Ingestion and modification by stomach acids

Aside from mechanical breakdown and chemical weathering by exposure to moisture and atmosphere, hot particles may be transformed via ingestion by animals6,20. Leaching tests using 0.16 M HCl to simulate stomach acids found that just ~ 0.20% of 239+240Pu was leached in ~ 200 h from a millimeter-sized particle with a glassy structure from Ground zero, Semipalatinsk, former USSR1, in line with the expected refractory nature of Pu hot particles. However, similar tests on six particles recovered from Taranaki (containing < 20 wt% PuO2; other metals present in significant concentrations were U, Fe, Cr) found solubilities varying from 1 to 96% over 40 days5. Note that compared to the simple dissolutions tests conducted by1,5, stomach acids also contain enzymes that will affect hot particle behaviour, but the FIB-SEM results can explain the wide range in behaviour in HCl-leaching experiments: (i) although (Pu,U)O2±x would be poorly soluble in these tests, dissolution of the Al-oxide-rich domains binding the individual µm- to nm-sized (Pu,U)O2±x grains in Potatohead-type particles may release the Pu-rich grains, some of which have sizes < 0.45 µm; similarly dissolution of Al- and Fe-rich phases in Bruce-type particles would release Pu-rich nanoparticles. Dissolution of the Pb/PbO-rich particles is limited by the low solubility of PbCl2(s).

Particulate transport

As summarised in Fig. 6, the weathering processes discussed above may result in the release of Pu-rich particles ≤ 5 µm from the hot particles. As Pu exists in micro- to nano-particulate form in all studied particles, despite their different chemistries, Pu liberation does not require a chemical process; simple mechanical breakdown will release nanoparticles. All released Pu-rich particles cause an inhalation risk, and the finer fraction (nanoparticles) can be transported into the groundwater during rainfall events. Nano-particle-facilitated transport of Pu in groundwater was first identified at the Nevada test site3,25 and more recently at (i) the weapon-producing sites of the Mayak Production Association, Urals, Russia26; Rocky Flats, Colorado, USA27 and Hanford, Washington, USA28; (ii) at the nuclear power sites at Sellafield/Windscale, UK; Chernobyl, Ukraine; and Marcoule, France28; and (iii) in rivers waters related to the Grimsel test site, Switzerland28. The arid environment at Maralinga is conductive to both dust and water-borne nano-particulate transport; although rainfall is limited (~ 240 mm/year), it is often of a convective nature and characterised by high-intensity, short-duration events (≥ 3 days with > 10 mm rainfall per year29). Although direct evidence of nano-particle transport is still lacking at the ultra-dilute conditions at Maralinga, direct imaging of the nature of the Pu-rich phases in the hot particles and their behaviour during weathering suggest that this may be a primary cause for wild-life exposure6.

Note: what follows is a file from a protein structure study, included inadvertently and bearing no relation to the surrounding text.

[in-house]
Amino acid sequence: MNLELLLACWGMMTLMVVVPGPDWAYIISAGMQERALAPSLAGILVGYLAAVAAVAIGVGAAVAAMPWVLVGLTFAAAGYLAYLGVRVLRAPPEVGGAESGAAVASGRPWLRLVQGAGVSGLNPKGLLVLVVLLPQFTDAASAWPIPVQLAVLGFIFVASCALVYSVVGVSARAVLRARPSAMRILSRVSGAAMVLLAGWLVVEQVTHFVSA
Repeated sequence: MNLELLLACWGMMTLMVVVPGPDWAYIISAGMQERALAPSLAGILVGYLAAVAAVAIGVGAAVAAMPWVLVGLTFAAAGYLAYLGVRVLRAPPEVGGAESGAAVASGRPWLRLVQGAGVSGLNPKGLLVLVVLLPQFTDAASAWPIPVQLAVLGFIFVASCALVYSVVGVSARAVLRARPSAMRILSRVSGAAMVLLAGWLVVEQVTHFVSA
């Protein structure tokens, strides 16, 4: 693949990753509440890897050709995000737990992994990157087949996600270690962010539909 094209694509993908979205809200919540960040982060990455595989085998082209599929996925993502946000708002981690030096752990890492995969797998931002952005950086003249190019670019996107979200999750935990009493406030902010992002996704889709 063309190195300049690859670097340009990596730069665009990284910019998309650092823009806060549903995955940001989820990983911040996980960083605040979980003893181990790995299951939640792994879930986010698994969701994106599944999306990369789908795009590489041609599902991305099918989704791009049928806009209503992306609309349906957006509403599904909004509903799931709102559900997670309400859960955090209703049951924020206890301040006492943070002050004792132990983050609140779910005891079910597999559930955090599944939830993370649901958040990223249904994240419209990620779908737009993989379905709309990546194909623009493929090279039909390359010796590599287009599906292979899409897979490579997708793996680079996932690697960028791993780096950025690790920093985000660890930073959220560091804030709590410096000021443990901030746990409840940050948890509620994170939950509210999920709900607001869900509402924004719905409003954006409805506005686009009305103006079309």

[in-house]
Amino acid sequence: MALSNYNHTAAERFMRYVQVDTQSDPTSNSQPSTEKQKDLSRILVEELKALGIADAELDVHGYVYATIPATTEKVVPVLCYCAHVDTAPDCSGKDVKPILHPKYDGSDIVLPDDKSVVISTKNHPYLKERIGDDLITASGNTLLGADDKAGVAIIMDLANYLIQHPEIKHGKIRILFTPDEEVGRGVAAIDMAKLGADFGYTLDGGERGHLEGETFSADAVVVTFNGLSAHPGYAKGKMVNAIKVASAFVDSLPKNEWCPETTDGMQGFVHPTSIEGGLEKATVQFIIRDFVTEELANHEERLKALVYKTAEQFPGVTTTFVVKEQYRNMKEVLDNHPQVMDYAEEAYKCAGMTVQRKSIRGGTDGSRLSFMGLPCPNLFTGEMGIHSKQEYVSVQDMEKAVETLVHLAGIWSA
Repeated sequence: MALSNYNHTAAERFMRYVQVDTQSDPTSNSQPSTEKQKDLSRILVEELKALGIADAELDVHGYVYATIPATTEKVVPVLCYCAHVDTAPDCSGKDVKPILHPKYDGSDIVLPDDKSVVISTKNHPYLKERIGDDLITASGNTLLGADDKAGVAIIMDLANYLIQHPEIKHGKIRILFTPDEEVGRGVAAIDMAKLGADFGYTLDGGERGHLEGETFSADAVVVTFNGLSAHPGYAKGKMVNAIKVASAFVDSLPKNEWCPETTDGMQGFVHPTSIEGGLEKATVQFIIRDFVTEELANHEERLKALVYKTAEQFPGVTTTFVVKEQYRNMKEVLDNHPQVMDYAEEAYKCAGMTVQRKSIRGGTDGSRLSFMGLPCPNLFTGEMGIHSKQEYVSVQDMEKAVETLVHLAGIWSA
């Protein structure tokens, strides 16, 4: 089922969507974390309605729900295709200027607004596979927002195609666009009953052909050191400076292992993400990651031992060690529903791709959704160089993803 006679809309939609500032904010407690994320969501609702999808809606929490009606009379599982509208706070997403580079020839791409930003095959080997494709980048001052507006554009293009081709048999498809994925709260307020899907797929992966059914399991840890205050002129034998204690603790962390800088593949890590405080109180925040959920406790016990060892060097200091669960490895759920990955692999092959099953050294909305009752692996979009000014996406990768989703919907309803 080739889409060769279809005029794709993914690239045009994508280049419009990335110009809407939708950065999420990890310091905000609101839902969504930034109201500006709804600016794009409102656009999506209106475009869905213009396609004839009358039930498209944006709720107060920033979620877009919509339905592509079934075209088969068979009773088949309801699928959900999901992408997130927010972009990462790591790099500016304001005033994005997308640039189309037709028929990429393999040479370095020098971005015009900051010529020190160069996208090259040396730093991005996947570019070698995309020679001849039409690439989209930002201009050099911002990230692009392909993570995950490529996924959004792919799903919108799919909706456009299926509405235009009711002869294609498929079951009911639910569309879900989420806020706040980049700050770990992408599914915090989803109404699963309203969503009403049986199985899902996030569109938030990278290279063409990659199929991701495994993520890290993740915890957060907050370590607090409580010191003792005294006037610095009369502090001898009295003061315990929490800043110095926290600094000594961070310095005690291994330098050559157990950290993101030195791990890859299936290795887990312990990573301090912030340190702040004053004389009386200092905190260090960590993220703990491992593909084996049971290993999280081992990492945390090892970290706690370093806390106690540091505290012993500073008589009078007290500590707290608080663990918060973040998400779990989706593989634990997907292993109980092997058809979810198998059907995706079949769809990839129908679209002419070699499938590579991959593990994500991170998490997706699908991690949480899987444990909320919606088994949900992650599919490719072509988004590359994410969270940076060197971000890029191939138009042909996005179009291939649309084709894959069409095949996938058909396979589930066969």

From fire to dust

Once liberated from the hot particles, the environmental behaviour of Pu is governed by complex processes3,30 involving solubility, hydrolysis, complexation and sorption (with both inorganic and organic ligand and phases31,32) and nano-particle (colloid) formation reactions (all possibly catalysed by microbiota33). Yet, the potential for Pu to migrate through the soil environment and enter the food chain, and the resulting risk to biota (Fig. 6), can be estimated using radioecological models. These models need to consider not only the amounts of radioactive material released to the environment following an accident, but also the physical and chemical characteristics of the contaminant and their potential changes through time in order to determine the long-term impacts arising from contamination1,3,34,35,36,37. Based on non-destructive micro-analytical characterization, hot particles from sub-critical nuclear incidents across the globe are chemically and texturally heterogeneous (Table S5). This heterogeneity is hindering their inclusion in radioecological models that are used to predict long-term risks38.

At Maralinga, the particles contain Pu (and U) in the form of high temperature, anhydrous phases, that are far from equilibrium with respect to environmental conditions. Textural and phase relationship considerations reveal that all studied particles formed via cooling of polymetallic melts resulting from fissile material mixing with the hot detonation environment. The Pb, Fe and Al present in the particles reflect the composition of the individual devices and detonation characteristics. Unfortunately, no information is available in public records on the specifics of the designs and materials of individual tests. Most Pu is hosted in nano-phases that crystallised during the cooling of these polymetallic melts, and, consequently, the micro- to nano-particulate nature of the Pu in these hot particles, regardless of their bulk composition, is an intrinsic result of their formation via cooling of micro-droplets of polymetallic melt17 (Figs. 3d, 4). The hot, anhydrous micro-environment under which the particles condense in the explosion cloud also accounts for the crystallization of phases that contain Pu (and U) in low valence state (carbides; Pu in Fe-(Al)-alloys). Sub-solidus reactions (e.g. Bruce; arrow in Figs. 3e, 4c,d) and weathering (CeresIII, Figs. 3g,h, 5) further contributed to the generation of fine Pu-rich nanoparticles (< 100 nm) subsequent to cooling.